In our relentless quest to find the most unusual and interesting gins from around the world, let us introduce you to Bertha, her revenge, and a gin made from milk.

Bertha was a lovely cow from the beautiful green fields of Co. Kerry in Ireland. She lived a happy life, chomping her way through the famous green grass of her homeland. She was so well looked after that she lived to the ripe old age of 48. By the time she passed on to chomp on the Elysian fields, she had become the world’s oldest cow. She gave birth to a staggering 39 calves over her lifetime.

She became a living legend in Ireland and her memory now lives on in Bertha’s Revenge (paid link), a fantastic, flavour packed small batch gin made by the Ballyvolane House Spirits Company. They have honoured her existence by creating a unique Irish gin made from (wait for it…) milk.

A gin made from milk?

Using whey alcohol from Irish dairy farmers, this is a delicious drink full of complex flavours. It incorporates a formidable mix of locally foraged and grown botanicals including many of the usual suspects (and some unusual ones such as sweet woodruff, elderflower, almond). Plus it lists ingredients such as “love”, “laughter” and “childish enthusiasm”. But don’t try pouring it on your cornflakes, since it packs a decent punch at 42% ABV.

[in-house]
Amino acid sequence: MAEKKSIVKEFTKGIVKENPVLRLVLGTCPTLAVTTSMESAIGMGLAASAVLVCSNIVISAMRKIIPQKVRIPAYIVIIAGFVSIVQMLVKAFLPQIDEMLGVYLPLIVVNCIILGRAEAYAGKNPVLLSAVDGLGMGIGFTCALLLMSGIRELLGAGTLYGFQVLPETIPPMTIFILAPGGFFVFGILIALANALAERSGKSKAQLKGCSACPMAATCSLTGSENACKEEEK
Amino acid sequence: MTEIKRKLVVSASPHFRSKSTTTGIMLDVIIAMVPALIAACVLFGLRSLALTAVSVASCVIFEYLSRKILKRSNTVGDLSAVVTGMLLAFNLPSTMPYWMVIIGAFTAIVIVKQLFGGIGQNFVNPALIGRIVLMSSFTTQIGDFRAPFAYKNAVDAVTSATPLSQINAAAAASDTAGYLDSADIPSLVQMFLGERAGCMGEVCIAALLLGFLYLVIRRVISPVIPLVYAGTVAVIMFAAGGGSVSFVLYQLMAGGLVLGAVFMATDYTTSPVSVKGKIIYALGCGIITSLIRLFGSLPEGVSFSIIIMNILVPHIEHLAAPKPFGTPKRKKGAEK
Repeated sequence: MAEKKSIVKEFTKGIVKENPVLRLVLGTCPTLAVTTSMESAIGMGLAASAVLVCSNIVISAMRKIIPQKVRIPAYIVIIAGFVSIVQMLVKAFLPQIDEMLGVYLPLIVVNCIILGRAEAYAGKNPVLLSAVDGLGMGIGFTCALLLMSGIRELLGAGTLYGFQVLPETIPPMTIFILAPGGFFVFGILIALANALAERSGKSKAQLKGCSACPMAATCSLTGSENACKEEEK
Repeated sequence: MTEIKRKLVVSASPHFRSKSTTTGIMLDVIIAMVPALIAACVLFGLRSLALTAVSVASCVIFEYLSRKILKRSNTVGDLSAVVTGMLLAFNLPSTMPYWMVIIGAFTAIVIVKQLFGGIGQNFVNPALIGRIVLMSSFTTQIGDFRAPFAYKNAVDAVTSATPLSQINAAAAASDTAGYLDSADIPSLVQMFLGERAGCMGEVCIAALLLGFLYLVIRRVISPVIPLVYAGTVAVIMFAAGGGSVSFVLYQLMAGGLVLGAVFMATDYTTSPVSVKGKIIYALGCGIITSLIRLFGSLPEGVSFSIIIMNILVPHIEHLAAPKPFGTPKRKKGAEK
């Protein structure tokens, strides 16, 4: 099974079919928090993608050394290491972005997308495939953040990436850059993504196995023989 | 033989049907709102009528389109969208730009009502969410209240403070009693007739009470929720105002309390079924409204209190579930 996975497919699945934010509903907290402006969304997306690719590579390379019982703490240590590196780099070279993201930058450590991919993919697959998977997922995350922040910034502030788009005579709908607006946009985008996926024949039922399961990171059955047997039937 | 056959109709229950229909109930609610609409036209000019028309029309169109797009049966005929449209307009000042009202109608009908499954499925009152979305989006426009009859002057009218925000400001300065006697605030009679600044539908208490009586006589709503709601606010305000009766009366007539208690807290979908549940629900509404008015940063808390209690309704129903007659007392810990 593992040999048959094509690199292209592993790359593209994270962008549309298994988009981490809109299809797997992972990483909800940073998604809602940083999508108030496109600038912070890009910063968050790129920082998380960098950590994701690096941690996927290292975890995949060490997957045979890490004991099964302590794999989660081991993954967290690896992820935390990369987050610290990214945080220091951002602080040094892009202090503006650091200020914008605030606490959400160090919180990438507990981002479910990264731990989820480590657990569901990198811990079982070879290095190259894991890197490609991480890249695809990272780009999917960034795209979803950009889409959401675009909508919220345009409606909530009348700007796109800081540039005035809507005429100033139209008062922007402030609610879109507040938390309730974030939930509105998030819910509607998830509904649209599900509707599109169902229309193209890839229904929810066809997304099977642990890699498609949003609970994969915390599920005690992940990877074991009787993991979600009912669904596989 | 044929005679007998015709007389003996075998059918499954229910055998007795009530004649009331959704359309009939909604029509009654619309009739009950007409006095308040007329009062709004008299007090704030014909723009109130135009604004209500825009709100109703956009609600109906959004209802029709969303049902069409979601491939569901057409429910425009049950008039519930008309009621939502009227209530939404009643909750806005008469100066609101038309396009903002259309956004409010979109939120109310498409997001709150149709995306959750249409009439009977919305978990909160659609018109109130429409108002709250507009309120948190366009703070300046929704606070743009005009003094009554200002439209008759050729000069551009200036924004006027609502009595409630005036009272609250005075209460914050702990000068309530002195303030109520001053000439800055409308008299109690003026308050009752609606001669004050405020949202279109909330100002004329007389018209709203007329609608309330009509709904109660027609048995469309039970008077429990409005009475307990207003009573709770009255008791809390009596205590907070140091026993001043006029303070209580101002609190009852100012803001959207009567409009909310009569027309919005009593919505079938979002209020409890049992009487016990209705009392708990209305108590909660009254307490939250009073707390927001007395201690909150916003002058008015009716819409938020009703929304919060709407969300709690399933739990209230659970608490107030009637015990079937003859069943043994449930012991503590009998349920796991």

But all the clever marketing in the world can’t disguise a bad gin, so what’s this gin made from milk like?

We had a little gathering to find out and in a blind test of four of our favourite small batch gins, this was our runaway favourite with an unanimous four out of four tasters making it their top choice. Why don’t you try it too and let us know what you think?

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Written by Steve (with a little help from Ruddles, the gin dog!)

Don’t forget to follow us on our facebook community page to join in the gin discussion.


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old tom

What is Old Tom gin?

Gin has been around in different forms for a long time – but how much do you know of the history of your favourite drink?
How did gin change the world? Do you know which famous people liked a good G&T? And why did cats dispense gin to Londoners in the 18th century? Or,  why was gin known as “mother’s ruin”?
All will be revealed in our regular Gin-triguing facts segment – updated every month with quirky and totally irrelevant Gin-formation that you can impress your friends with.

Gin dispensed by cats

When Captain Dudley Bradstreet wanted to avoid paying excessive taxes on his gin sales in 18th century London, he came up with a cunning plan. He nailed a wooden sign to his door in the shape of a cat with a little pipe hidden inside its paw. When customers put a coin inside the cat’s mouth, Captain Dudley would return the favour by pouring gin down the pipe directly into their outstretched cup. This became known as Old Tom gin after the Tomcat sign from whence it came.
Old Tom style gin is now back in fashion with its sweeter taste making it perfect for light and refreshing cocktails – so much so that the Dorchester Hotel in London recently commissioned its own unique Old Tom Gin especially for its signature cocktails including its most recent creation, a delicious Coriander and Lemongrass concoction whipped up by head bartender Giuliano Morandin.

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Written by Steve (with a little help from Ruddles, the gin dog!)

Don’t forget to follow us on our facebook community page to join in the gin discussion.